On Saturday, the Sustrans team set up a ‘parklet’ in a parking bay on the High Street and engaged people in discussion around some of the ideas so far. It was a great event and a novel way of consulting the public that hopefully drew more people into having their say.

There is more work to do. At the time of writing you can still complete a survey to feed into the work that is being done here. You can also stay in touch with what is happening on a dedicated Facebook page or by following a dedicated twitter feed.

The project is a partnership between Sustrans and Birmingham City Council partly funded by the Big Lottery. It would be great to get as many people involved as possible.

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Claire Spencer and Cllrs Lisa Trickett and Martin Straker-Welds at the Sustrans Consultation

If We Are Going to Get Engaged, It Should Mean Something…

Have your say”…”public consultation”…”the big conversation”…”engagement”…”the listening council”… There is no end of ways in which we have talked about how local councils ‘engage’ with the citizens they serve. The vocabulary of ‘engagement’ can at times seem like a code that is shared by those who have been admitted to the public consultation and governance society – Council officers, other professionals and interested amateurs.

It is a fact that those who have worked out how public sector consultation and engagement ‘works’ get better results. If you have the time to attend every meeting, read every report and get to know the ‘system’ then you have a massive advantage over those who do not have the time or inclination to immerse themselves in the public engagement machine.

Councillor Lisa Trickett discussing council proposals with a member of the public

Challenging Our Public Engagement

Over the past few months I have been chairing a scrutiny committee that has been looking at public engagement as part of an on-going process of devolving decision making to be more local and to give residents more influence. The committee asked three key questions:

  • What is the purpose of engagement –is it consultation for consultation sake or is there a point to what we do?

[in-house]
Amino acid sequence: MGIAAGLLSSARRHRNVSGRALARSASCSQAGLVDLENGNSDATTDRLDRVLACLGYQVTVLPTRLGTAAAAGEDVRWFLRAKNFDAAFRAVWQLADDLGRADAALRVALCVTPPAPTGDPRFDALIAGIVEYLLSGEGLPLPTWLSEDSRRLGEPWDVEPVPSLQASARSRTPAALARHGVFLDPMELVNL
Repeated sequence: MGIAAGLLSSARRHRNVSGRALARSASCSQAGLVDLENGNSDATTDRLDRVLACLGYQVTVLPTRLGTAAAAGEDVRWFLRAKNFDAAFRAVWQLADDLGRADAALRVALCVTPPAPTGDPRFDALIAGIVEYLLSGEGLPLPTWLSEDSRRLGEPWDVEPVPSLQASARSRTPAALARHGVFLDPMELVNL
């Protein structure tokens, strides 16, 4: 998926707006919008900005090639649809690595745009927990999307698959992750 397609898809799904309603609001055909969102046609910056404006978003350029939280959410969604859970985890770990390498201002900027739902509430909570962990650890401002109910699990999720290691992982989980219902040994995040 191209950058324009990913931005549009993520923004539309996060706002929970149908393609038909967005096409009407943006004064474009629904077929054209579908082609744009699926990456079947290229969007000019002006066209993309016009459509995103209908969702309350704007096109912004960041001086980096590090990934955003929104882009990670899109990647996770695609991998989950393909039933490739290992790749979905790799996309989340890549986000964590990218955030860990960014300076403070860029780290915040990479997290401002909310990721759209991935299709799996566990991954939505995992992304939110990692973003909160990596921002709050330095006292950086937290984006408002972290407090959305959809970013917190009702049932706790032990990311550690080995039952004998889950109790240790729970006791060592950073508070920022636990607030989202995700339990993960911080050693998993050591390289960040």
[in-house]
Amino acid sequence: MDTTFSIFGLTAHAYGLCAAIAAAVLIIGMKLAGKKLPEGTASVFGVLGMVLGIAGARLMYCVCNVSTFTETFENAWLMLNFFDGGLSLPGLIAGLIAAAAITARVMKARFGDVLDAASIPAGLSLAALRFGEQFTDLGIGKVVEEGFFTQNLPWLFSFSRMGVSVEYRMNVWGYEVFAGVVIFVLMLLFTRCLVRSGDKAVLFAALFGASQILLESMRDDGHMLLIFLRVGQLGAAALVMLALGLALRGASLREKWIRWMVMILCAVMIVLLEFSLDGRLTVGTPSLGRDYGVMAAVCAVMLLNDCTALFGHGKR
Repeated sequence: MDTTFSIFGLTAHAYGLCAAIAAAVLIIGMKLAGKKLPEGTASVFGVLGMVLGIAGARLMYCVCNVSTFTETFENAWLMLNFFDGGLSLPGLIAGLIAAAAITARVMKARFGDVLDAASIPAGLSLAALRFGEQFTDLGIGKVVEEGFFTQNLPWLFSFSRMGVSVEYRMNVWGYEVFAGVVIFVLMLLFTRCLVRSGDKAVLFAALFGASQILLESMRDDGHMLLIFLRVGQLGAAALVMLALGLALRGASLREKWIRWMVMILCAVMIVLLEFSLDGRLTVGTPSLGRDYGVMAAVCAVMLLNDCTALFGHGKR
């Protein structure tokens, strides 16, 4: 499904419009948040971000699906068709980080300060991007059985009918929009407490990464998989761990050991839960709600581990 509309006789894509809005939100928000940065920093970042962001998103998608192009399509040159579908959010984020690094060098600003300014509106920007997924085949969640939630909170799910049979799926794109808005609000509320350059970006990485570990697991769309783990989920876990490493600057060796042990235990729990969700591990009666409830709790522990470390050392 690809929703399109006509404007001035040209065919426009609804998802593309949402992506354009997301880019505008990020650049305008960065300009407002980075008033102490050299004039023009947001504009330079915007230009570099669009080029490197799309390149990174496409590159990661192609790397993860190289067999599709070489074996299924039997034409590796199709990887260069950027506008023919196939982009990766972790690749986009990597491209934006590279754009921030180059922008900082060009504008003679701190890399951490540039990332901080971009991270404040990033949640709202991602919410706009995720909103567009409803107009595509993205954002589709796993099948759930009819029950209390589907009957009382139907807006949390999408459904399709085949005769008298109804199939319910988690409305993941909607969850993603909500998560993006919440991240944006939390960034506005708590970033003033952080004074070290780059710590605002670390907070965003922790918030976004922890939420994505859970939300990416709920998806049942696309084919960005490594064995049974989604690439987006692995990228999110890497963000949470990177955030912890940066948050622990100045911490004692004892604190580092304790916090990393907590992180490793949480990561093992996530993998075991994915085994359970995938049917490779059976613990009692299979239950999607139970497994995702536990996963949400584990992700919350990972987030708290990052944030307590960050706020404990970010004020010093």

• How could we do it better – it was universally accepted by the committee and those who gave evidence that there is room for improvement?
  • How do we get results – does public involvement change anything for the better and if not how can we make that happen?

The Council like other public bodies has a lot of knowledge and knowhow. Experience is gained over many years and within the Council there are people who can be considered experts in their field. However, all the experience and knowledge does not on its own give any insight on how it feels to live in an area, to rely on a particular service or have a given set of needs. But the Mum in the playground can tell you about struggling to make ends meet, the pensioner on the bus their fears for the NHS – critically we need to have an on-going conversation. We need processes that enable us to share knowledge and develop an understanding that is respectful of people’s own experience as well as the realities of the wider evidence we may draw upon.

Councillor Lisa Trickett speaking at a meeting

The Outcome is More Important than the Process

Organising a complex organisation like the Council also creates structures and governance which the specialists – the members of the ‘public consultation and governance society’ – know and have built up over many years. Too often those structures are simply impenetrable to the vast majority of the public – the seldom heard. Bureaucracy and good governance have a role but should carry no greater weight than say the importance of building good relationships with the public or resolving differences within communities and between communities.